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Dana White defends UFC 229’s marketing, inclusion of McGregor’s bus attack in its promotion

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UFC 229 could have been one for the books, but instead it’s being called a dark chapter in its storied history.

A full scale brawl erupted between the fighters, then the fans, resulting in multiple arrests. If there’s a lesson anywhere, no one appears to be learning it. Conor McGregor is claiming — I guess — a moral victory. Khabib Nurmagomedov is going with the He Started It defense. Zubaira Tukhugov — the fighter who suckered Conor from behind — Instagrammed his confidence in his actions. Then there’s Dillon Danis (who Khabib attacked), who wants a Twitch stream for a potential fight with Rafael dos Anjos (he could use autocorrect, and a punctuation seminar instead).

Then there’s Dana White. When asked about whether the UFC shared some responsibility for the melee since he was all too willing to use Conor’s criminal actions in the bus attack as part of the lead-up to the fight, Dana had this to say (transcription via MMA Fighting).

“Dumbest quote I have ever heard in my life. You are an idiot whoever wrote that. This is a fight. The way that we promoted this fight, was exactly the way that this thing played out,” White said. “That’s all part of the storyline.”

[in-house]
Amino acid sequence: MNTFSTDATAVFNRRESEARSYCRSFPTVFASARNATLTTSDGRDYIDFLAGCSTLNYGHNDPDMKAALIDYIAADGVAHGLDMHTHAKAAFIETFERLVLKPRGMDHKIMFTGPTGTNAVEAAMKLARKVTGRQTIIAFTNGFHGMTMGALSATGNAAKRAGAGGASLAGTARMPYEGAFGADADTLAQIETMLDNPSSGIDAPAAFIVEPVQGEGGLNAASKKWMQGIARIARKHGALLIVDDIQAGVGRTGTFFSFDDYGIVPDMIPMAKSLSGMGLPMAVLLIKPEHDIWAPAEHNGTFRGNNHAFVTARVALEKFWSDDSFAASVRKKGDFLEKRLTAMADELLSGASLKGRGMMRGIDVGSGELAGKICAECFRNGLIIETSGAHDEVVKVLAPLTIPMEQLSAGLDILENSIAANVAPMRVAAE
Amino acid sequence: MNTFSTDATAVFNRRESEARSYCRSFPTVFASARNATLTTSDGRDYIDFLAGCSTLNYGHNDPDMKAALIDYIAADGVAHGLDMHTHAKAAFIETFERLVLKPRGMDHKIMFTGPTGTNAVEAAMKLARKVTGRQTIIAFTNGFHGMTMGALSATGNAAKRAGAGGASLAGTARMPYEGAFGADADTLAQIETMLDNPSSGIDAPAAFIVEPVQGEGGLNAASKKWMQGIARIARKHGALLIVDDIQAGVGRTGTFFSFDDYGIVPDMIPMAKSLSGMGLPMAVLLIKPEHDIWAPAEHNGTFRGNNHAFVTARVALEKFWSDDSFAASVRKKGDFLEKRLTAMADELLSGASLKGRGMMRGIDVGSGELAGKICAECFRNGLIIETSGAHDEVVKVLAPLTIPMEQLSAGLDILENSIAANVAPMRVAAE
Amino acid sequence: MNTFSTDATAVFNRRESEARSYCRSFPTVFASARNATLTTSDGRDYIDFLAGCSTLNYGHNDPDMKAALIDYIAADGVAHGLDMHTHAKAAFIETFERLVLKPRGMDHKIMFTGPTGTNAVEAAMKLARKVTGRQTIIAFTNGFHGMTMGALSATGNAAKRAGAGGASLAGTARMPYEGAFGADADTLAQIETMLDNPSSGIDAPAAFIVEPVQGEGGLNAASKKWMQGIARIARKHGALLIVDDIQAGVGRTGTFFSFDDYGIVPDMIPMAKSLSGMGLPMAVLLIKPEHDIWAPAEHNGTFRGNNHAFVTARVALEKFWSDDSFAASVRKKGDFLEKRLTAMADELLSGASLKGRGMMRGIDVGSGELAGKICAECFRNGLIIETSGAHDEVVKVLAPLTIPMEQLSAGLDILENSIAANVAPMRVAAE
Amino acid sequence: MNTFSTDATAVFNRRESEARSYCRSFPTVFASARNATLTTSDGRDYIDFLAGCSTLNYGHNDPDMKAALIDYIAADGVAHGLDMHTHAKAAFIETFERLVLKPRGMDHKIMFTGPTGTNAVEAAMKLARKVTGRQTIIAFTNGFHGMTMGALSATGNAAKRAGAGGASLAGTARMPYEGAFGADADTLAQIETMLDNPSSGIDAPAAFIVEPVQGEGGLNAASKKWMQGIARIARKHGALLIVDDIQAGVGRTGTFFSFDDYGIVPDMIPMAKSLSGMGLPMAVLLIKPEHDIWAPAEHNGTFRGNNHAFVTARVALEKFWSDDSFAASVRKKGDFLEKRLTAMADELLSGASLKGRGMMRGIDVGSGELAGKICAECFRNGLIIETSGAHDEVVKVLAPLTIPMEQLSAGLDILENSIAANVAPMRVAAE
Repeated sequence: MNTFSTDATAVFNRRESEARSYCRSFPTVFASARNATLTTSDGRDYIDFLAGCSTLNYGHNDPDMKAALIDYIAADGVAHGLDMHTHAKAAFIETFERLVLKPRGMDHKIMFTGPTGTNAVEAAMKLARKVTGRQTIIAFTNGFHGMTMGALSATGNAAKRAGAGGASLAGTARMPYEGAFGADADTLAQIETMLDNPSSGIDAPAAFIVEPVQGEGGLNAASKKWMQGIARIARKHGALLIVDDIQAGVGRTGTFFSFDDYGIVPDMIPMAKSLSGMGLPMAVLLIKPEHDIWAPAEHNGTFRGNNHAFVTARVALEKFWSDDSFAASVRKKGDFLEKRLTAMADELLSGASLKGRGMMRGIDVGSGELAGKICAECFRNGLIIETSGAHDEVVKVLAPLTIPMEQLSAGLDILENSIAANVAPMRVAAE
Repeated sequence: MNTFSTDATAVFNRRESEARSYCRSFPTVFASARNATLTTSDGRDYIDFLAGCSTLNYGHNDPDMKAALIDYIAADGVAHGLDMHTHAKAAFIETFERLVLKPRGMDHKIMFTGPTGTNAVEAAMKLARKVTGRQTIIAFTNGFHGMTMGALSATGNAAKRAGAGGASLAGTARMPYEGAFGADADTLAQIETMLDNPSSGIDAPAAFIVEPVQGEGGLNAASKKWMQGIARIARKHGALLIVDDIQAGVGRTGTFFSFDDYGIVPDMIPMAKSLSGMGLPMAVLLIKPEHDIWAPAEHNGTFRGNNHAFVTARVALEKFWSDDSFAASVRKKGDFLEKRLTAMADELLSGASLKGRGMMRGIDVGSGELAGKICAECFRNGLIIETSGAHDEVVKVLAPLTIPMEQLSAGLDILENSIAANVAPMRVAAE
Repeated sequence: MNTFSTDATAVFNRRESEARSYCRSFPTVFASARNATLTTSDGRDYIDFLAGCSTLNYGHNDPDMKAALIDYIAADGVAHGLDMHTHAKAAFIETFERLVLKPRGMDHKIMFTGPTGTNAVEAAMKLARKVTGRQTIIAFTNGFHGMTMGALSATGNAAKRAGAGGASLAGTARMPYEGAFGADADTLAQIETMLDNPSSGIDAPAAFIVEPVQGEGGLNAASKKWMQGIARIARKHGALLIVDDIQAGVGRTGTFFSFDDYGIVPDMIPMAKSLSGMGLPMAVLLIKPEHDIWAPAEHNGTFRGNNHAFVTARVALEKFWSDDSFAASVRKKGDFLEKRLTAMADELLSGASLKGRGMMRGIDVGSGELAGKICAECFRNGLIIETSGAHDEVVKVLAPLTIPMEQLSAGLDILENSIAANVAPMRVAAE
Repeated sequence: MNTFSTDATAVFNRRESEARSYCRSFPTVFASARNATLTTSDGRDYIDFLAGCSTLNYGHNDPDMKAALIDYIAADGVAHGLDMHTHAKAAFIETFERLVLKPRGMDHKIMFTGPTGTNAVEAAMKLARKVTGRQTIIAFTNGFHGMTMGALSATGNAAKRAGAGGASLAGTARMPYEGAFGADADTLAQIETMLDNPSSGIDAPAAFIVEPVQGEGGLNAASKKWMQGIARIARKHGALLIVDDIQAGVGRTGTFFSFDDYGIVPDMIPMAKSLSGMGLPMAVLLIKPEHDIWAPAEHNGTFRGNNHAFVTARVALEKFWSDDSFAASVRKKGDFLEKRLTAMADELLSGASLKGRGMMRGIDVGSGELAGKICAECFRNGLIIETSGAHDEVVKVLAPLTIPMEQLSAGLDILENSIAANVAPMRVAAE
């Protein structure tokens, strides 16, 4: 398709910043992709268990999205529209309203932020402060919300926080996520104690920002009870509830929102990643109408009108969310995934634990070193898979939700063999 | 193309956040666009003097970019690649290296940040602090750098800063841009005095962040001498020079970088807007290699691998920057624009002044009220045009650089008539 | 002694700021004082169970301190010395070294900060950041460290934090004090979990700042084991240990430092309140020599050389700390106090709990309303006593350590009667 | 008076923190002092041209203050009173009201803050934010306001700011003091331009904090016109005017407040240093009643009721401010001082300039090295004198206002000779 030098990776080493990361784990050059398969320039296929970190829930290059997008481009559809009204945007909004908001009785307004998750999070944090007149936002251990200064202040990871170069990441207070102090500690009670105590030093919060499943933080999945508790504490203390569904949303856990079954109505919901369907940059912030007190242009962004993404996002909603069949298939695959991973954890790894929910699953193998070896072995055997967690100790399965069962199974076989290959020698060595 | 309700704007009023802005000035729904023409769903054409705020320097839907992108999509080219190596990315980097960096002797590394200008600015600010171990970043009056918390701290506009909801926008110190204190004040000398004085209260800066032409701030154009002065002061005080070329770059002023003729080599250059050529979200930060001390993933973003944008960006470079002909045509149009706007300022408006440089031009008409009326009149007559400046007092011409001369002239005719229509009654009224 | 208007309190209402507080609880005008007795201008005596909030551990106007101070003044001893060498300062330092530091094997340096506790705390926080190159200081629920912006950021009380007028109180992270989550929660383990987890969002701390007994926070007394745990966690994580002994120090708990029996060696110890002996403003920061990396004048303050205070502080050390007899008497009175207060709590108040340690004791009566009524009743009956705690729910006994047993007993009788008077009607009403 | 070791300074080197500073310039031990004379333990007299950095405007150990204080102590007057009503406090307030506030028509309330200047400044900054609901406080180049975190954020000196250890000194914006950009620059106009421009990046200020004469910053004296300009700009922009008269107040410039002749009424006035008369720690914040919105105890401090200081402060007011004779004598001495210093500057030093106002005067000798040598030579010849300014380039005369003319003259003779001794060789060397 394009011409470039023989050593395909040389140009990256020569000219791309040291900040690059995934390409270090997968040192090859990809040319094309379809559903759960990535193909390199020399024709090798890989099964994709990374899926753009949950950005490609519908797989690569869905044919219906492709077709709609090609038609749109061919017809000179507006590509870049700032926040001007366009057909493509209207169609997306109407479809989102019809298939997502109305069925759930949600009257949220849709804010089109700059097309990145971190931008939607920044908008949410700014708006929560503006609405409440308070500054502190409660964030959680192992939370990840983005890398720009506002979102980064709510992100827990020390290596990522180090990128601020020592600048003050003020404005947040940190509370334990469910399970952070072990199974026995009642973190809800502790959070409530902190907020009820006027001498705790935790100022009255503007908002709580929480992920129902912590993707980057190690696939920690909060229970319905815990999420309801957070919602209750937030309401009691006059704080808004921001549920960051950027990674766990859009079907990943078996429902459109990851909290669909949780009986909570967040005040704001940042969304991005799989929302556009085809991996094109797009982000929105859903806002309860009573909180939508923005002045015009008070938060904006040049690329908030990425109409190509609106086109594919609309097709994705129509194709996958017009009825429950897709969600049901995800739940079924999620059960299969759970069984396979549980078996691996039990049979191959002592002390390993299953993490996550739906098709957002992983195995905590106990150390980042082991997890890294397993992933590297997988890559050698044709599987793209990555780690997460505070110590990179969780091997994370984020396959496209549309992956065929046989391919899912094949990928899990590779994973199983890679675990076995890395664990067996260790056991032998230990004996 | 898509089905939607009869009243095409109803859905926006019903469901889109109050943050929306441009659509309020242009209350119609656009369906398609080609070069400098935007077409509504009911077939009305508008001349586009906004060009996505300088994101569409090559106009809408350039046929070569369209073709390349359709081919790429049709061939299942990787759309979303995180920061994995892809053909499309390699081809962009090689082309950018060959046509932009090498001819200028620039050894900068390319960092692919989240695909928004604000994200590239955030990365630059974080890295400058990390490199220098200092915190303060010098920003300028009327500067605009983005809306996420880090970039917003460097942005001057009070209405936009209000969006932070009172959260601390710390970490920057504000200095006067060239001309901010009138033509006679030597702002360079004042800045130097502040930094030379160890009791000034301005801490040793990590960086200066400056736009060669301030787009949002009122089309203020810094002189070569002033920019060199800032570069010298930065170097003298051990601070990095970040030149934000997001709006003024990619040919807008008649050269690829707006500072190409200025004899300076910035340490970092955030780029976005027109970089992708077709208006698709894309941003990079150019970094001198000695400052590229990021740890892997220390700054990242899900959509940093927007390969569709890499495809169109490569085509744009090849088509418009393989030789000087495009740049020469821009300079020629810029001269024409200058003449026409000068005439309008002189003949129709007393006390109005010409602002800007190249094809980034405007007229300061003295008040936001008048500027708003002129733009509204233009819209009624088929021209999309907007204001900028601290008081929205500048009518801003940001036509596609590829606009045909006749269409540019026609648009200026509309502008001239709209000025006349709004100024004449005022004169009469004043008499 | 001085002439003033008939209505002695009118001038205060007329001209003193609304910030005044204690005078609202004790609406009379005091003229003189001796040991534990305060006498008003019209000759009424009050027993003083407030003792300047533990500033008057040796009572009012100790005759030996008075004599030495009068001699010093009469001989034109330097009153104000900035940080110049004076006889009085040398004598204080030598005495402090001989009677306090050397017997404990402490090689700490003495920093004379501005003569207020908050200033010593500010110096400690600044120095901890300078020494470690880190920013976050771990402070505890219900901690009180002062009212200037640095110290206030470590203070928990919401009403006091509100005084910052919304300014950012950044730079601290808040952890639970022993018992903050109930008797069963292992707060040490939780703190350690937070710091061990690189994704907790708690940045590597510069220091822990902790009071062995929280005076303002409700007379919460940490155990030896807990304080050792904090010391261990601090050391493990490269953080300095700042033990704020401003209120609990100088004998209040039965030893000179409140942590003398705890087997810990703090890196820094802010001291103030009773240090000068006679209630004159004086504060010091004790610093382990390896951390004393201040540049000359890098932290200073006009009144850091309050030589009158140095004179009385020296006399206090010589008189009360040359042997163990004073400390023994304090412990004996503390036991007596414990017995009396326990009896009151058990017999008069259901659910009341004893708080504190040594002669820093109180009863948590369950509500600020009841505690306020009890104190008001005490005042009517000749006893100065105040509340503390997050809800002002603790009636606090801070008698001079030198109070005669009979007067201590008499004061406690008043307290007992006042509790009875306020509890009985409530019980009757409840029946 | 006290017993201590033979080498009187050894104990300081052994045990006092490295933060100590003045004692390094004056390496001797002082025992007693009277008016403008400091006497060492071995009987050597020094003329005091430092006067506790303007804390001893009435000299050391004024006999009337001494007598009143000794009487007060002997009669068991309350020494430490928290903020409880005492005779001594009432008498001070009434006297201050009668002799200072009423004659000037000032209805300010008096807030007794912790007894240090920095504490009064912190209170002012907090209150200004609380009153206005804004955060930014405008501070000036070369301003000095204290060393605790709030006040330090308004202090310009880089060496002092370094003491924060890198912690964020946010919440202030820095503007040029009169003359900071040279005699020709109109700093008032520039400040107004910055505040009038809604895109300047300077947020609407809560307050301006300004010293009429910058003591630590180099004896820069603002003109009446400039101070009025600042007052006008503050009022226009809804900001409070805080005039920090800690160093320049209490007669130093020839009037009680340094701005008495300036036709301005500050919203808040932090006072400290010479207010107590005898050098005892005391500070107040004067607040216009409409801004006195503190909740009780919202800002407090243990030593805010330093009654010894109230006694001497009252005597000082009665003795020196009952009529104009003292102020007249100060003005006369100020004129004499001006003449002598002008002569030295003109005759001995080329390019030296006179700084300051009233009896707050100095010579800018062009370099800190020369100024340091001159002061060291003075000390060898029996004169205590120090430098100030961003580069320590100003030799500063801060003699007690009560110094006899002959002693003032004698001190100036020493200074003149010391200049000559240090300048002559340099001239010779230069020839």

‘Part of the storyline’ is an interesting way to word it. Because if that’s the story the UFC is willing to write, it seems silly to abdicate your responsibility over how the final story is written. Dana had plenty more to say though.

“Believe me, we’ve had, almost 20 years I’ve been doing this,” White said. “We’ve had plenty of fights, where there’s tons of bad blood, and all kinds of things like this happen, and, you know, we don’t have fights after the fights. We’ve had scuffles with guys in the back, I mean, this is the fight business, and a lot of people don’t like each other.”

True, not every fight ends with a Royal Rumble. But it’s possible it didn’t have to? By giving Conor a spotlight for his criminal actions, and failing to focus how promotions are handled other than These Guys Hate Each Other, fighters have a harder time understanding where the lines are drawn, and the worst parts of UFC 229 become inevitable. That was my point from yesterday — along with the general point that maybe it wasn’t a good idea to do with these particular fighters.

Dana would call it a “stupid opinion.” Maybe, Mr. White. Or maybe it’s an opinion you can think about instead of automatically reacting to.


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